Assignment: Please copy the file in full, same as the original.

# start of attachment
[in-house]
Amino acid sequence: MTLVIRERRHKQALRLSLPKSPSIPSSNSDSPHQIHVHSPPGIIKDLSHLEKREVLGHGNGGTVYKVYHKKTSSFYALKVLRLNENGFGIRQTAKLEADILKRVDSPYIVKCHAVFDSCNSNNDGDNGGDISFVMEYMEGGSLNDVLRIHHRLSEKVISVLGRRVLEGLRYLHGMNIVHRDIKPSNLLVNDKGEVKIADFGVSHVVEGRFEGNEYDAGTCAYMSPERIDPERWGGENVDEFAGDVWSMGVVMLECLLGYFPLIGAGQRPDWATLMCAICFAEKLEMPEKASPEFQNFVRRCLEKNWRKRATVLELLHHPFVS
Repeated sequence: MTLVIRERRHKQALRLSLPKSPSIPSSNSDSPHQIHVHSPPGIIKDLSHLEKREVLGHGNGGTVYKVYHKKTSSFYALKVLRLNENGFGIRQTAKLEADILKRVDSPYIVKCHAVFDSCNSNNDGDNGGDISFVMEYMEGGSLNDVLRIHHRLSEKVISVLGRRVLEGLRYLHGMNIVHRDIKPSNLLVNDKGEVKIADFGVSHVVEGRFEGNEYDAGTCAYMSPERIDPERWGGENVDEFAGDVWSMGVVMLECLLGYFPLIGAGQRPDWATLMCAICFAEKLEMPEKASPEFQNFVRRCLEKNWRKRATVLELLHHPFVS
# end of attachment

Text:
[in-house]
Amino acid sequence: MTLVIRERRHKQALRLSLPKSPSIPSSNSDSPHQIHVHSPPGIIKDLSHLEKREVLGHGNGGTVYKVYHKKTSSFYALKVLRLNENGFGIRQTAKLEADILKRVDSPYIVKCHAVFDSCNSNNDGDNGGDISFVMEYMEGGSLNDVLRIHHRLSEKVISVLGRRVLEGLRYLHGMNIVHRDIKPSNLLVNDKGEVKIADFGVSHVVEGRFEGNEYDAGTCAYMSPERIDPERWGGENVDEFAGDVWSMGVVMLECLLGYFPLIGAGQRPDWATLMCAICFAEKLEMPEKASPEFQNFVRRCLEKNWRKRATVLELLHHPFVS
Repeated sequence: MTLVIRERRHKQALRLSLPKSPSIPSSNSDSPHQIHVHSPPGIIKDLSHLEKREVLGHGNGGTVYKVYHKKTSSFYALKVLRLNENGFGIRQTAKLEADILKRVDSPYIVKCHAVFDSCNSNNDGDNGGDISFVMEYMEGGSLNDVLRIHHRLSEKVISVLGRRVLEGLRYLHGMNIVHRDIKPSNLLVNDKGEVKIADFGVSHVVEGRFEGNEYDAGTCAYMSPERIDPERWGGENVDEFAGDVWSMGVVMLECLLGYFPLIGAGQRPDWATLMCAICFAEKLEMPEKASPEFQNFVRRCLEKNWRKRATVLELLHHPFVS